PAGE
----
Were men able to retire on a state pension at 60 instead of 65, as at present, the extra overall cost each year would be pounds 700m, according to research from the Trades Union Congress.
If, as the Government proposes instead, women are gradually forced to move towards retirement at 65, the increase in costs will be double that at pounds 1.4bn each year.
The Government argues that equalising pension ages at 65 will save taxpayers pounds 3.5bn each year at today's prices.
However, the report by independent actuary Bryn Davies suggests that overall costs, including benefits for those who are unemployed but cannot retire, will make this option much more expensive.
By contrast, earlier retirement ages would lead to young people taking over the jobs instead. Their taxes would help pay the pensions of those who have retired.
Mr Davies' report was prepared on behalf of the TUC, one of several organisations that launched a campaign this week to persuade the Government to scrap plans to raise female pension ages to 65.
A separate report prepared for the campaign by Hilary Salt, another actuary, suggests women who retire at 65 stand to lose up to pounds 15,000 in pension benefits at today's prices.
Many will not be able to replace that sum because they are unlikely to be working between the ages of 60 and 65.
Under the Government's proposals, likely to be included in the Queen's Speech this autumn, women will gradually begin retiring later and later over a 10-year period starting in 2010. The change will therefore affect everyone under the age of 45.
Among the groups coming together to oppose the proposals are the TUC, the Equal Opportunities Commission, the National Federation of Women's Institutes and the charity Help the Aged.
Activities planned by the new coalition include a lobby of Parliament later this year, together with briefings of individual MPs on all sides of the House of Commons.
Brenda Hancock, director of social policy at the government-funded Equal Opportunities Commission, explained her organisation's support for the campaign.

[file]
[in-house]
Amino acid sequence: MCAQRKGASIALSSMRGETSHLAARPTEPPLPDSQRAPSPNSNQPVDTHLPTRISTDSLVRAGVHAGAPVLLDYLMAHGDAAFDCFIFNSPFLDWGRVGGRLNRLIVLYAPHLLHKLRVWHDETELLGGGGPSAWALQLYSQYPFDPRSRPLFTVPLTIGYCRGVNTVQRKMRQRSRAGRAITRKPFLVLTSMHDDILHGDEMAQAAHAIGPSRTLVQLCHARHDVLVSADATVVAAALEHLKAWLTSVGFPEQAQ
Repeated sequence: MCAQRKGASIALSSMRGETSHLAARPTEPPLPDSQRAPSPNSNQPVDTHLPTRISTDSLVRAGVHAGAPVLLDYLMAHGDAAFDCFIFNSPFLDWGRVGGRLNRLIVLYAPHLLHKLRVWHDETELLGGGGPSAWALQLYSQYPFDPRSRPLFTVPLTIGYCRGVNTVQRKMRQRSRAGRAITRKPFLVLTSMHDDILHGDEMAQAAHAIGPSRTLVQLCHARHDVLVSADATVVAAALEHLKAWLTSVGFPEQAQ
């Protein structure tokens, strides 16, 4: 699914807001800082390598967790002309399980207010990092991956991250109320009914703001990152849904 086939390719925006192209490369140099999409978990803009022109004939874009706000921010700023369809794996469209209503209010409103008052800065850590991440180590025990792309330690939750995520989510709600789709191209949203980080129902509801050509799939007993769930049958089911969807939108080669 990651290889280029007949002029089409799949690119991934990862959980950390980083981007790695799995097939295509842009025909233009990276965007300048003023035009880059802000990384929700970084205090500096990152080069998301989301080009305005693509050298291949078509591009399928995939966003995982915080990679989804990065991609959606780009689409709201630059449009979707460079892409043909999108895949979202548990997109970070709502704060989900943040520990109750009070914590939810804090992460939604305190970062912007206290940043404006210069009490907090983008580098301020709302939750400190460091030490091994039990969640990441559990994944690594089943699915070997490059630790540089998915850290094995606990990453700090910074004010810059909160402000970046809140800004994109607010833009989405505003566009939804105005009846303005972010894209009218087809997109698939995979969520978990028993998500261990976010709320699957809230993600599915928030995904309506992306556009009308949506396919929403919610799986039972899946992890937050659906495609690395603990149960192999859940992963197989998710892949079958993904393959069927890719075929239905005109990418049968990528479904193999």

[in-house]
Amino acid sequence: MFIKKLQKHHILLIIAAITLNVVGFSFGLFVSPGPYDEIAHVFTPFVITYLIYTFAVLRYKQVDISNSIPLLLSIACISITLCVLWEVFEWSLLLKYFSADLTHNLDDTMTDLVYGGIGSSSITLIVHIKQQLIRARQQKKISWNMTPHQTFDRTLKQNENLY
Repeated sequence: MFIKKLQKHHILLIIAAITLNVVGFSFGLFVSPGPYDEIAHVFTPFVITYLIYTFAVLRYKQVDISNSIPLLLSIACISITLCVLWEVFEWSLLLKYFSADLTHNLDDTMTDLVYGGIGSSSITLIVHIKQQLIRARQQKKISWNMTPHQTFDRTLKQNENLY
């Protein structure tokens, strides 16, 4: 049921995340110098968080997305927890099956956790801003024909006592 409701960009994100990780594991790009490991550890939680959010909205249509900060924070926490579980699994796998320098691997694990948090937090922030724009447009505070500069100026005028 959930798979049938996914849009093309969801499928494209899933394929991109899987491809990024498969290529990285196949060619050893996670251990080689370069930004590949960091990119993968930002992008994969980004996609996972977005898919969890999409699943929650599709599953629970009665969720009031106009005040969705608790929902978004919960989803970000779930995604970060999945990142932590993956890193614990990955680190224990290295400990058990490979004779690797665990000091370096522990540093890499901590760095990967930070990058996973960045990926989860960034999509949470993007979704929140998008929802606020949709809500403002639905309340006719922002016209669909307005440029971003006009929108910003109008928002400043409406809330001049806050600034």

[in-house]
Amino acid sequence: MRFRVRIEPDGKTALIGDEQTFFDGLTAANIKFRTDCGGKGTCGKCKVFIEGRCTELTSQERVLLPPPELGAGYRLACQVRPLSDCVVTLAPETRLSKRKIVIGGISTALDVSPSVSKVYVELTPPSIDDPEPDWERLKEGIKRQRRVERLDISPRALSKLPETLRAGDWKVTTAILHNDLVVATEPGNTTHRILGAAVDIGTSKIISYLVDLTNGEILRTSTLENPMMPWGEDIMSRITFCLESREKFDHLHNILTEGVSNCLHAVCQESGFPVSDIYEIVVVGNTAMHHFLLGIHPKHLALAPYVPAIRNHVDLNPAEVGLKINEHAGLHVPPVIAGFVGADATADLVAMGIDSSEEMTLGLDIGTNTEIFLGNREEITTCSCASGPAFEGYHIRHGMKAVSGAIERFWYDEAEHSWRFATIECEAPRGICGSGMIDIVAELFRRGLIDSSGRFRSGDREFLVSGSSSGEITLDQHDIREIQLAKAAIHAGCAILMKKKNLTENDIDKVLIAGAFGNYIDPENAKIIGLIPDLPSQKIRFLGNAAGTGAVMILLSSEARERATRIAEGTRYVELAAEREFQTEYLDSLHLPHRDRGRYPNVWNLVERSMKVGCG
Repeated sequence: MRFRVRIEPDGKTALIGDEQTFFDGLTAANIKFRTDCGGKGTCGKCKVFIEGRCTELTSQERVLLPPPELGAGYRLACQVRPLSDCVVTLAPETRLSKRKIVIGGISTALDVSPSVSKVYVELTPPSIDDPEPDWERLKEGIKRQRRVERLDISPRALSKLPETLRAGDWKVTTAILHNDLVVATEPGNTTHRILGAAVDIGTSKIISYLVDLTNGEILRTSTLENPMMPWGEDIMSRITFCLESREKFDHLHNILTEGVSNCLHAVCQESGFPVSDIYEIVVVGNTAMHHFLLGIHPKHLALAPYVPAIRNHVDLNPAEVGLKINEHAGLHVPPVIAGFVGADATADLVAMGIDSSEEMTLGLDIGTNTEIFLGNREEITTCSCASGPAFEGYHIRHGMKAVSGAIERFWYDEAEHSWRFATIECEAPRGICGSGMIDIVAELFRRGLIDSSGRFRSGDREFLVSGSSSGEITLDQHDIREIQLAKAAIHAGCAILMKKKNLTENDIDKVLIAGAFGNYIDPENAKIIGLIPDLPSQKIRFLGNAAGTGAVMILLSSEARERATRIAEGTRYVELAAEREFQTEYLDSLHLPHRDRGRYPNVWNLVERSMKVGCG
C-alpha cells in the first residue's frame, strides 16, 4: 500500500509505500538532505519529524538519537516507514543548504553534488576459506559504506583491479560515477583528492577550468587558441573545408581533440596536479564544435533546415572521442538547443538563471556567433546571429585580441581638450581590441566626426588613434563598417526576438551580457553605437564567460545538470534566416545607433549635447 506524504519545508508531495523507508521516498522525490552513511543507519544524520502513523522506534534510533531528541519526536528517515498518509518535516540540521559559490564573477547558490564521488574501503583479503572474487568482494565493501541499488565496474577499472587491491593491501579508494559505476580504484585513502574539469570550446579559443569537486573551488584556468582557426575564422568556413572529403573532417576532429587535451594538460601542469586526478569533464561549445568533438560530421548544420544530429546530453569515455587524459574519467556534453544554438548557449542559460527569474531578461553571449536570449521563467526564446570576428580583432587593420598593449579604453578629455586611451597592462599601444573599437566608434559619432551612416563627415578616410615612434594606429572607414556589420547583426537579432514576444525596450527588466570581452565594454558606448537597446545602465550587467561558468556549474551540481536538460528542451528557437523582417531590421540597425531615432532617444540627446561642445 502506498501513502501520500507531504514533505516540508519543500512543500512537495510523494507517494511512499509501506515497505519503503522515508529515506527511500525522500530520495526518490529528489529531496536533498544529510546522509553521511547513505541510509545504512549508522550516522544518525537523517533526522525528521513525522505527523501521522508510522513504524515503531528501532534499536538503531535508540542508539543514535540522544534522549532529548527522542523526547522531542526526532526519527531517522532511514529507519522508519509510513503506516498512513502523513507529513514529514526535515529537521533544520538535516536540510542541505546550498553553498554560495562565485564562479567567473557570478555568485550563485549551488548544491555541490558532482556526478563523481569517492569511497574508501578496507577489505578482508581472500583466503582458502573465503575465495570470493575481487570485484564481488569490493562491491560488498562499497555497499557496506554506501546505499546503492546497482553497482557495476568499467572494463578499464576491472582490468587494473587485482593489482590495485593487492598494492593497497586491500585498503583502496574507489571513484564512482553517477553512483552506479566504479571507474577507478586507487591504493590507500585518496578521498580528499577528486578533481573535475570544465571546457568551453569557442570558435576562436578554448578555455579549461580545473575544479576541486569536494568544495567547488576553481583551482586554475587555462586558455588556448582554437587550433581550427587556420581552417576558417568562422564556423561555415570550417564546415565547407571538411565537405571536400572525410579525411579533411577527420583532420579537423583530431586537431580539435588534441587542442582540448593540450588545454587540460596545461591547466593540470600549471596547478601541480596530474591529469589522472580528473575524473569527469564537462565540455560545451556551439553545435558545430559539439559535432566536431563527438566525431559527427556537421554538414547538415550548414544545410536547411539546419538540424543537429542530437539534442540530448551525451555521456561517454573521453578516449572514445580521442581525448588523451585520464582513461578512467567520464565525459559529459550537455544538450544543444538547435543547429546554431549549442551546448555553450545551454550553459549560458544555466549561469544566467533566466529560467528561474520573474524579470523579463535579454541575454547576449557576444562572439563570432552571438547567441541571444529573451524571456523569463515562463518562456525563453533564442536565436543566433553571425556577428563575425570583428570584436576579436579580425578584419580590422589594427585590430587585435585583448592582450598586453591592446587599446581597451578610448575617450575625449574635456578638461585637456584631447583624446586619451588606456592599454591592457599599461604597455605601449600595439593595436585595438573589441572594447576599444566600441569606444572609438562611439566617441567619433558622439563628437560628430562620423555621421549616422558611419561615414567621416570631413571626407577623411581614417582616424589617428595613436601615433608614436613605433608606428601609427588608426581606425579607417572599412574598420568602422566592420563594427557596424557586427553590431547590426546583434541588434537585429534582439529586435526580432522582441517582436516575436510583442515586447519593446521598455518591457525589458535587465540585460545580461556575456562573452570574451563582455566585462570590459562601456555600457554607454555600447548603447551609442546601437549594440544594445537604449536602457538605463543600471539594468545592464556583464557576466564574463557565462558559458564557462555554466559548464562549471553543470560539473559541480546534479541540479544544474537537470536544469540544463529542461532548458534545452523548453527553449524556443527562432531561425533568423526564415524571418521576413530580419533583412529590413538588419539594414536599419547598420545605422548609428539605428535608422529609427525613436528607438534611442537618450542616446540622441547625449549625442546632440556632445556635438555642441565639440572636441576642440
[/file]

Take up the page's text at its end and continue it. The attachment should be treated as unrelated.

'We have not found any evidence that women are keen on equalisation at 65. There is a lot more to indicate that they would prefer it to be at 60.'
She said a more sensible compromise might be to allow both men and women who wanted to work to a later age to do so, boosting their pension entitlements at the same time.
John Monks, TUC general secretary, said: 'The fact that we are working together shows the strength of opposition to the decision to equalise the state pension at 65.
'People simply do not want to have to work until they drop. But the real scandal is the thousands of pounds the Government will steal from both men and women.'
Mr Monks said 58 per cent of men were already not working past the age of 60, either because of redundancy or through choice. By denying them a pension until 65, the Government was creating additional hardship for some.
Joanne Segars, pensions officer at the TUC, rejected suggestions that the campaign was likely to fall on deaf government ears.
'We believe that between us we represent many millions of people. Once we start talking to MPs about what the issues involved are, we believe we can persuade many of them that our arguments are right.'
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